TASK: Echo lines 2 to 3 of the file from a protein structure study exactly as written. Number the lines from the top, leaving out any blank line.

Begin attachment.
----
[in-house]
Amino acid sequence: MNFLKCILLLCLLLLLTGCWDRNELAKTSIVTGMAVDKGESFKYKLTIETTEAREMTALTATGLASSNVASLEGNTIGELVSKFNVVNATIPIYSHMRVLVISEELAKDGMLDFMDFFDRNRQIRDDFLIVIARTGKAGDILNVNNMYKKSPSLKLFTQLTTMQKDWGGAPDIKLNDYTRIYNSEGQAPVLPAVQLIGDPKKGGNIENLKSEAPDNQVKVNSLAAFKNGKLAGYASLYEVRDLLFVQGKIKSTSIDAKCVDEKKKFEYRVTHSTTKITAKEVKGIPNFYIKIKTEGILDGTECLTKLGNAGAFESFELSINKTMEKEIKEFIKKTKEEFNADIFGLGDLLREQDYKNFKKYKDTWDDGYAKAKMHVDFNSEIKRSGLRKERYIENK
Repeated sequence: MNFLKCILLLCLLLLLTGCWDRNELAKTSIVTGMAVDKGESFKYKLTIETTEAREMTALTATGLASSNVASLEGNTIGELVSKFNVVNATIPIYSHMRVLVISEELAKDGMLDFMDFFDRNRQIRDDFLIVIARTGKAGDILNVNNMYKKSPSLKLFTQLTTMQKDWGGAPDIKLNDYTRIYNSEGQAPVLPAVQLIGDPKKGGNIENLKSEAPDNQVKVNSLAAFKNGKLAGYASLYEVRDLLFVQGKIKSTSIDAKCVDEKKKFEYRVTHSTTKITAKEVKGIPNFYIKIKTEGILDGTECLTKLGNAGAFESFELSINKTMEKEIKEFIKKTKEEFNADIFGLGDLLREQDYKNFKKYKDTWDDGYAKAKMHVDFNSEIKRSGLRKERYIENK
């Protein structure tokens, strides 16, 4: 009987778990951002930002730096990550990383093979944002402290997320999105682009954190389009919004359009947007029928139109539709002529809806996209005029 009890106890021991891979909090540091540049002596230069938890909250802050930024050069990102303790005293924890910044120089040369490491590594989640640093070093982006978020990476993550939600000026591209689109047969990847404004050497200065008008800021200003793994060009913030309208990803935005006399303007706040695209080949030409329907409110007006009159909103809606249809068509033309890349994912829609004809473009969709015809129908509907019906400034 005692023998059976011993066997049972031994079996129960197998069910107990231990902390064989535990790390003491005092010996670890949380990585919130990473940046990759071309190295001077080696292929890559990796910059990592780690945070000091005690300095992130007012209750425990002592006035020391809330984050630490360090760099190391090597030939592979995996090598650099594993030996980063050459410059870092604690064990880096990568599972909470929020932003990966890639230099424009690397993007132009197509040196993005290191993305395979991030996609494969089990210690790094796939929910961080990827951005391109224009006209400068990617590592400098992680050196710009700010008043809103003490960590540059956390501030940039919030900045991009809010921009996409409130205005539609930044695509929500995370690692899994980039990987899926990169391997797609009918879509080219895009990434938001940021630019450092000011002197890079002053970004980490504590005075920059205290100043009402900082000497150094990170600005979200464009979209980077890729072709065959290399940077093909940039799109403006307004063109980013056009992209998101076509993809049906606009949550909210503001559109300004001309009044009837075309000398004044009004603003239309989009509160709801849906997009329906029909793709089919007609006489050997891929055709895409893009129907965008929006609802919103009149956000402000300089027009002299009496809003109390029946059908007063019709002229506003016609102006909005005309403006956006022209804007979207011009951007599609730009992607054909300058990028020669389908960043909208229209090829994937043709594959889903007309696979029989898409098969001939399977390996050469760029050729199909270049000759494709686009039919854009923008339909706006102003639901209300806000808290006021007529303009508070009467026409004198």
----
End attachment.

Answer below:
Amino acid sequence: MNFLKCILLLCLLLLLTGCWDRNELAKTSIVTGMAVDKGESFKYKLTIETTEAREMTALTATGLASSNVASLEGNTIGELVSKFNVVNATIPIYSHMRVLVISEELAKDGMLDFMDFFDRNRQIRDDFLIVIARTGKAGDILNVNNMYKKSPSLKLFTQLTTMQKDWGGAPDIKLNDYTRIYNSEGQAPVLPAVQLIGDPKKGGNIENLKSEAPDNQVKVNSLAAFKNGKLAGYASLYEVRDLLFVQGKIKSTSIDAKCVDEKKKFEYRVTHSTTKITAKEVKGIPNFYIKIKTEGILDGTECLTKLGNAGAFESFELSINKTMEKEIKEFIKKTKEEFNADIFGLGDLLREQDYKNFKKYKDTWDDGYAKAKMHVDFNSEIKRSGLRKERYIENK
Repeated sequence: MNFLKCILLLCLLLLLTGCWDRNELAKTSIVTGMAVDKGESFKYKLTIETTEAREMTALTATGLASSNVASLEGNTIGELVSKFNVVNATIPIYSHMRVLVISEELAKDGMLDFMDFFDRNRQIRDDFLIVIARTGKAGDILNVNNMYKKSPSLKLFTQLTTMQKDWGGAPDIKLNDYTRIYNSEGQAPVLPAVQLIGDPKKGGNIENLKSEAPDNQVKVNSLAAFKNGKLAGYASLYEVRDLLFVQGKIKSTSIDAKCVDEKKKFEYRVTHSTTKITAKEVKGIPNFYIKIKTEGILDGTECLTKLGNAGAFESFELSINKTMEKEIKEFIKKTKEEFNADIFGLGDLLREQDYKNFKKYKDTWDDGYAKAKMHVDFNSEIKRSGLRKERYIENK